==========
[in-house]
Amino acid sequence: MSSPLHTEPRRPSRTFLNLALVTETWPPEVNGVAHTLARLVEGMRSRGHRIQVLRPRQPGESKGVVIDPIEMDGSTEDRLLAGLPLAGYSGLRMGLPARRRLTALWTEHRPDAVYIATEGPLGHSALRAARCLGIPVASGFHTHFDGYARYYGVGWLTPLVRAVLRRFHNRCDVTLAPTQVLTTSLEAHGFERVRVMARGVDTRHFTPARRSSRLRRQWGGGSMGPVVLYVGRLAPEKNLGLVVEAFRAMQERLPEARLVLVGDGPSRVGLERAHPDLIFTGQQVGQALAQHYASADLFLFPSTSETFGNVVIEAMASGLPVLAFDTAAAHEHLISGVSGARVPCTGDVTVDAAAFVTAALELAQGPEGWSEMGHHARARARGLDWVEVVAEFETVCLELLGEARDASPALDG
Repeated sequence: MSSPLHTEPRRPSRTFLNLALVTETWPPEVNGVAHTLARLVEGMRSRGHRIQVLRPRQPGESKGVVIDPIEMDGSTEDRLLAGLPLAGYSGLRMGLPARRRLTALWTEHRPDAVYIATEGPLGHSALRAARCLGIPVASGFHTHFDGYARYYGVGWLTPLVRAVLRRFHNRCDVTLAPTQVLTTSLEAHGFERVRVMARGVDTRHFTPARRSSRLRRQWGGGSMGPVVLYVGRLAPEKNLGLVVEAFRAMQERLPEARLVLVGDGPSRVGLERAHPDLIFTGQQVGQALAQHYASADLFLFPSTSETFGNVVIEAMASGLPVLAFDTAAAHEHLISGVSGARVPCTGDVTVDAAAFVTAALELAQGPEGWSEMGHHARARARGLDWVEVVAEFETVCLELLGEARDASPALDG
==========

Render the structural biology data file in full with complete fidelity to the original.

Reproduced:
[in-house]
Amino acid sequence: MSSPLHTEPRRPSRTFLNLALVTETWPPEVNGVAHTLARLVEGMRSRGHRIQVLRPRQPGESKGVVIDPIEMDGSTEDRLLAGLPLAGYSGLRMGLPARRRLTALWTEHRPDAVYIATEGPLGHSALRAARCLGIPVASGFHTHFDGYARYYGVGWLTPLVRAVLRRFHNRCDVTLAPTQVLTTSLEAHGFERVRVMARGVDTRHFTPARRSSRLRRQWGGGSMGPVVLYVGRLAPEKNLGLVVEAFRAMQERLPEARLVLVGDGPSRVGLERAHPDLIFTGQQVGQALAQHYASADLFLFPSTSETFGNVVIEAMASGLPVLAFDTAAAHEHLISGVSGARVPCTGDVTVDAAAFVTAALELAQGPEGWSEMGHHARARARGLDWVEVVAEFETVCLELLGEARDASPALDG
Repeated sequence: MSSPLHTEPRRPSRTFLNLALVTETWPPEVNGVAHTLARLVEGMRSRGHRIQVLRPRQPGESKGVVIDPIEMDGSTEDRLLAGLPLAGYSGLRMGLPARRRLTALWTEHRPDAVYIATEGPLGHSALRAARCLGIPVASGFHTHFDGYARYYGVGWLTPLVRAVLRRFHNRCDVTLAPTQVLTTSLEAHGFERVRVMARGVDTRHFTPARRSSRLRRQWGGGSMGPVVLYVGRLAPEKNLGLVVEAFRAMQERLPEARLVLVGDGPSRVGLERAHPDLIFTGQQVGQALAQHYASADLFLFPSTSETFGNVVIEAMASGLPVLAFDTAAAHEHLISGVSGARVPCTGDVTVDAAAFVTAALELAQGPEGWSEMGHHARARARGLDWVEVVAEFETVCLELLGEARDASPALDG